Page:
I made french toast this morning. Grande was excited and waited not so patiently at the refrigerator while his piece cooled off enough to eat. As soon as it was ready he was at the table.
Mediano was playing with Chico in the living room and didn’t even notice we were eating until Grande was already halfway finished. But as soon as he did, he was running toward the table saying, “I want, I want french toast, I want.” He sat right down and looked at me with expectant eyes.
He knew I would set a plate of french toast down in front of him. He wasn’t shy or hesitant about asking for it. He knew for sure that if his brother could have it, he could to. It never even occurred to him that I may not give him any. The thought that his not being the first born could mean that he wouldn’t receive what his older brother did, or that it made him any less of a son. It was quite the opposite.
He knows his place. He is our son. We love him and his brothers and everything we have is theirs. We don’t love one more than the others, or withhold from one because we prefer the other. And they all know it.
If that’s how it is with my sons, why do we think God would withhold from us? Why is it that we think that God only gives His gifts to certain Christians? I catch myself thinking things like, “well of course they can do that, they’re pastors,” or “yes, he prays for healing and God heals, but he’s got an international ministry. Of course God would use him to heal.”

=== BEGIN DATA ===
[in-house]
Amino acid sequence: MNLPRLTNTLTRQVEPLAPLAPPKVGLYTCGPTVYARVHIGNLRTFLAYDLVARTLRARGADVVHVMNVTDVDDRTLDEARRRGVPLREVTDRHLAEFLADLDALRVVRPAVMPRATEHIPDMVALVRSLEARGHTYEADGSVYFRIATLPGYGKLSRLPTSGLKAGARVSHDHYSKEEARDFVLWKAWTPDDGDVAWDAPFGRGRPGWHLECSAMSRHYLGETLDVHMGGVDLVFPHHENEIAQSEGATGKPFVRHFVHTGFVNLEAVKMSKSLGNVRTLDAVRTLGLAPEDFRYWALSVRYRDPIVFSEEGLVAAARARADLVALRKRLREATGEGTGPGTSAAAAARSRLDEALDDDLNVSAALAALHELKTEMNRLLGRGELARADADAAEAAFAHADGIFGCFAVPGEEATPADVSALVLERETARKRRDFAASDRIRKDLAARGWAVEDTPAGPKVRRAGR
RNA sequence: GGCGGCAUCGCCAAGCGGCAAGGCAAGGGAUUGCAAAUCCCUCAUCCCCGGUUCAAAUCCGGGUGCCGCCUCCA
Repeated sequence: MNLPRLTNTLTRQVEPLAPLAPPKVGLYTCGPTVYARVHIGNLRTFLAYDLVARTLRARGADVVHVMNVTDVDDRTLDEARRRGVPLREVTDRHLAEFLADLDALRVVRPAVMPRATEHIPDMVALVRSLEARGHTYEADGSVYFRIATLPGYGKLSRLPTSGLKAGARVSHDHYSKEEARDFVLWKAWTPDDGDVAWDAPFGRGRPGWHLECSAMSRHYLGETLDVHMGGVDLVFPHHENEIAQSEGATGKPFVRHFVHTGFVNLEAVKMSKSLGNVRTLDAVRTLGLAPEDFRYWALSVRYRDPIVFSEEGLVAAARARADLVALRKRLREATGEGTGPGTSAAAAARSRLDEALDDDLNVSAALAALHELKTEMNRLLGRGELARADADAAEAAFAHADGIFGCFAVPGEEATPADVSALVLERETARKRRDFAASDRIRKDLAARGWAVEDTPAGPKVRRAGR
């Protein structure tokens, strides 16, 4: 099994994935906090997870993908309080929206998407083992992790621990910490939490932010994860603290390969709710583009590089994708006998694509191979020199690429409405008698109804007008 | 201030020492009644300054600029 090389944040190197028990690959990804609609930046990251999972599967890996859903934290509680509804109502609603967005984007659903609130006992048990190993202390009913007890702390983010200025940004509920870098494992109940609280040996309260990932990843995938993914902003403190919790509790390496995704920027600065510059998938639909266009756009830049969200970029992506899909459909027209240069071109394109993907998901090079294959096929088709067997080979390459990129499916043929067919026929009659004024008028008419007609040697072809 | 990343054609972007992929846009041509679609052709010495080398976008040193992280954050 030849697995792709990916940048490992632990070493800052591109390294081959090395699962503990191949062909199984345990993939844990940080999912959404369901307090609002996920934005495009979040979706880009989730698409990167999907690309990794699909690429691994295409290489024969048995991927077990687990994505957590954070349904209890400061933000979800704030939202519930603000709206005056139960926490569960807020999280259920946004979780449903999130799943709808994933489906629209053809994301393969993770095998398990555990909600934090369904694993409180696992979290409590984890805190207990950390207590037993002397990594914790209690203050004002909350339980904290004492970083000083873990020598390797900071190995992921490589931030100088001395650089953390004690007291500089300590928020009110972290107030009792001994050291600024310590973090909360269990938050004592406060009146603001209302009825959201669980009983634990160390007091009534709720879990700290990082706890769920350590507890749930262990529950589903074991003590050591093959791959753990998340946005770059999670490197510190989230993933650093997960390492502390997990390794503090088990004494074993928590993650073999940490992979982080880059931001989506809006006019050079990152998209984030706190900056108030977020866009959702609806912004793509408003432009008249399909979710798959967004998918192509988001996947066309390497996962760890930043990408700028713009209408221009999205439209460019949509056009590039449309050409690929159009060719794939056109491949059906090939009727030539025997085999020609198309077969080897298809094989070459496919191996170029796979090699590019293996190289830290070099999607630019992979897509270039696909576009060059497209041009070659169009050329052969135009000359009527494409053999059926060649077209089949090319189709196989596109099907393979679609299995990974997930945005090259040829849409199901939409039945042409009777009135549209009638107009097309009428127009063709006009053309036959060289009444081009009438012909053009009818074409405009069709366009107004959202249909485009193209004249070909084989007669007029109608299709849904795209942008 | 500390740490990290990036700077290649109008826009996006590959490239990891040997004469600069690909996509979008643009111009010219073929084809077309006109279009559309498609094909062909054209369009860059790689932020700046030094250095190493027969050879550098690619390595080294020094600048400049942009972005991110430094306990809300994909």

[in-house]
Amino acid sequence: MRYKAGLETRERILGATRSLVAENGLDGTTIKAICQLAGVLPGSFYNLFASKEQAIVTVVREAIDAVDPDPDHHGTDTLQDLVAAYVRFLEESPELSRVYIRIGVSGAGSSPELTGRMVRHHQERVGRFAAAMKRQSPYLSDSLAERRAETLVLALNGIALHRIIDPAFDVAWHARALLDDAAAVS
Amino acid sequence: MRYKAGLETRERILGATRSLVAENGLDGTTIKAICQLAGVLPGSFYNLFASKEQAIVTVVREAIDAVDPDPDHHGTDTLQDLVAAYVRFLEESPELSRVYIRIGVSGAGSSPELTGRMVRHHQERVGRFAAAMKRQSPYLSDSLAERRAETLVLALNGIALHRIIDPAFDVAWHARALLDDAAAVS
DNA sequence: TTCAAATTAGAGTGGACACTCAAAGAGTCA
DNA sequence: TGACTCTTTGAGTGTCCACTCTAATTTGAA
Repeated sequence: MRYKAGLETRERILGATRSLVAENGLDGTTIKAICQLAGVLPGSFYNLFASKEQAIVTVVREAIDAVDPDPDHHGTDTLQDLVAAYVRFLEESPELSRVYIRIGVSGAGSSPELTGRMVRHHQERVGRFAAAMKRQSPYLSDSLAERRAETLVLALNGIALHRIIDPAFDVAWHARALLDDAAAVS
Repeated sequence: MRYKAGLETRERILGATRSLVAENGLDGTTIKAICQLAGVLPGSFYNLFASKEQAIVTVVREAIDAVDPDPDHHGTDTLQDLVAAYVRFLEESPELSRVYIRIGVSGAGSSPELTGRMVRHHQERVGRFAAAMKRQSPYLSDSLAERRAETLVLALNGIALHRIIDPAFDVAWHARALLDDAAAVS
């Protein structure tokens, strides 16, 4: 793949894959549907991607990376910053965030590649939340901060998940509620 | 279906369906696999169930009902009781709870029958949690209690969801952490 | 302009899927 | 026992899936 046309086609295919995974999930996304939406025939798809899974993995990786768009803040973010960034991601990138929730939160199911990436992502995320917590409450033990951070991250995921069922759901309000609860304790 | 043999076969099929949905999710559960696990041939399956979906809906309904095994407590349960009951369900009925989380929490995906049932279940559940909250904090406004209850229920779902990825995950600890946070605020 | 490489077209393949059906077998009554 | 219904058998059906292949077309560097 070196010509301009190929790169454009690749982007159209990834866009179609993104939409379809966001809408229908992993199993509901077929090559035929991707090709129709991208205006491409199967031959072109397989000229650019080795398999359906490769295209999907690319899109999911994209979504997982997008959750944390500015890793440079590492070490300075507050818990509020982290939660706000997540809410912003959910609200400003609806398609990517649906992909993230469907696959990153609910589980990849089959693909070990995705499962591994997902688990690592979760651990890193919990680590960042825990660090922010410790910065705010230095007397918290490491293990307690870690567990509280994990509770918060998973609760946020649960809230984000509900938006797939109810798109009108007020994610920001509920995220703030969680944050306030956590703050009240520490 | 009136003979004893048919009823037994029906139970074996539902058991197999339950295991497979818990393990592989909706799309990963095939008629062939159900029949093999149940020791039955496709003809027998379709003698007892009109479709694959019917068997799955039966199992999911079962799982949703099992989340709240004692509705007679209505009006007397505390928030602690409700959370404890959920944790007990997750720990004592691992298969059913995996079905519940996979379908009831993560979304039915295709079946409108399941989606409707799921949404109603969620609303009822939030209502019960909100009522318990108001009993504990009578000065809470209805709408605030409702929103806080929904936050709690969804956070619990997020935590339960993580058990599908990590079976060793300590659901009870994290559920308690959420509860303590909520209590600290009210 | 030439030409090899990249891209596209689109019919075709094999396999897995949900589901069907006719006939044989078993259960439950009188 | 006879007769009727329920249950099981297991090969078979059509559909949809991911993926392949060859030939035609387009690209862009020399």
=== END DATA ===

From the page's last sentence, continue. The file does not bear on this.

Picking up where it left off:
If only we understood what Mediano understands. That we are God’s children. That what’s His is ours. That He doesn’t prefer one child over another, but wants to work through all of us. Then we could pray to our Abba with great faith, expectantly, knowingly.
The Spirit you received does not make you slaves, so that you live in fear again; rather, the Spirit you received brought about your adoption to sonship. And by him we cry, "Abba, Father." The Spirit himself testifies with our spirit that we are God's children. Now if we are children, then we are heirs - heirs of God and co-heirs with Christ, if indeed we share in his sufferings in order that we may also share in his glory.